Joseph Fitzpatrick is a PhD candidate in the Department of English at Duke University. He is currently working on a study of “transversal power” in Othello.
Daniel Heller-Roazen received his PhD in Comparative Literature from the Humanities Center of Johns Hopkins University in April. As of September 2000, he will be Assistant Professor of Comparative Literature at Princeton University. He has edited Giorgio Agamben’s Potentialities: Collected Essays in Philosophy (Stanford: Stanford UP, 1999).
Brett Levinson teaches in the Department of Comparative Literature at SUNY-Binghamton.
Bryan Reynolds is an Assistant Professor of Drama at the University of California, Irvine. He is the author of Becoming Criminal: Transversal Theater and Cultural Dissidence in Early Modern England (forthcoming from The Johns Hopkins University Press, 2001) and the coeditor, with Don Hedrick, of Shakespeare without Class: Misappropriations of Cultural Capital (forthcoming from St. Martin’s Press, 2000). He has also published articles on Shakespeare, Middleton, Dekker, Deleuze, Guattari, Cixous, Brecht, Rousseau, and Polanski.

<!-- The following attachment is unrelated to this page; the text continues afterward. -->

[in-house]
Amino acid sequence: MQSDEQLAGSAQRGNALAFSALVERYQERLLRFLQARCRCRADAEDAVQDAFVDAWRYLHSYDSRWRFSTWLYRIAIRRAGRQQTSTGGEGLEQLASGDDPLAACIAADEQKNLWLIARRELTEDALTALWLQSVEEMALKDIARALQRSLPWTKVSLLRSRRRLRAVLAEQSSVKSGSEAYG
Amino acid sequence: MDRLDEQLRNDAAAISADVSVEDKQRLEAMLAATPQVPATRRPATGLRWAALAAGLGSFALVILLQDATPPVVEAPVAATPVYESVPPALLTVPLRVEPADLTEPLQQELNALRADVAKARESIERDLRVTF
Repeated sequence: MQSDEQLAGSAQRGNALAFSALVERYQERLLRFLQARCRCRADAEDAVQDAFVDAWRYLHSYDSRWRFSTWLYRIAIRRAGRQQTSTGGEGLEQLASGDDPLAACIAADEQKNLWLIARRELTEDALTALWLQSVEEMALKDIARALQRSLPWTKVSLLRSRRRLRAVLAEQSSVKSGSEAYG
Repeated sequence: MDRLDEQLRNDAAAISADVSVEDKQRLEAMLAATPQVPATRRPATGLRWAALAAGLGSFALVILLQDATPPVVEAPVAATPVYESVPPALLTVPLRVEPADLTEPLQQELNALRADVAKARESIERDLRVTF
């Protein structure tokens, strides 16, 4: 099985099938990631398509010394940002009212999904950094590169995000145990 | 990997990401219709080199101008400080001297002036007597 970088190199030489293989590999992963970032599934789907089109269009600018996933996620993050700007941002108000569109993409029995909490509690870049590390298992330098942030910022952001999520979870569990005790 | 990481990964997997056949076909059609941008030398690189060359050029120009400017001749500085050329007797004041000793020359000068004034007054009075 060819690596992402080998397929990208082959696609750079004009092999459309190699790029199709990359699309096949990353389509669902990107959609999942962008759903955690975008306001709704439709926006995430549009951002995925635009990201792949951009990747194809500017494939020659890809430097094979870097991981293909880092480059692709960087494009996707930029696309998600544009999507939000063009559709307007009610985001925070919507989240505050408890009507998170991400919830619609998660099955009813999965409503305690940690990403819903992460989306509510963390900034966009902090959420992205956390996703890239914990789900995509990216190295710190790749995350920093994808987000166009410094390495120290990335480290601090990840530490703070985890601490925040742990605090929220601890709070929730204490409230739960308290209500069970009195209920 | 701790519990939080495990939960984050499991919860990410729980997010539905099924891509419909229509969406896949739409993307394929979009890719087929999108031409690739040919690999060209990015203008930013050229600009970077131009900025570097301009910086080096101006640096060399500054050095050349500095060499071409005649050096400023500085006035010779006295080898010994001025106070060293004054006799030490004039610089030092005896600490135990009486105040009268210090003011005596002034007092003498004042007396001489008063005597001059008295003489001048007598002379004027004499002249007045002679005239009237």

Mark Sanders, Assistant Professor of English and American Literature at Brandeis University, is a fellow in the Society for the Humanities for 1999/2000 at Cornell University.
Charles Stewart teaches in the Department of Anthropology at University College, London.
Photographs in this issue are by Sarah Soquel Morhaim, a student at Cornell University. Morhaim is currently studying fine arts, political theory, and philosophy. The images were photographed at Coney Island, New York, and Ocean City, Maryland.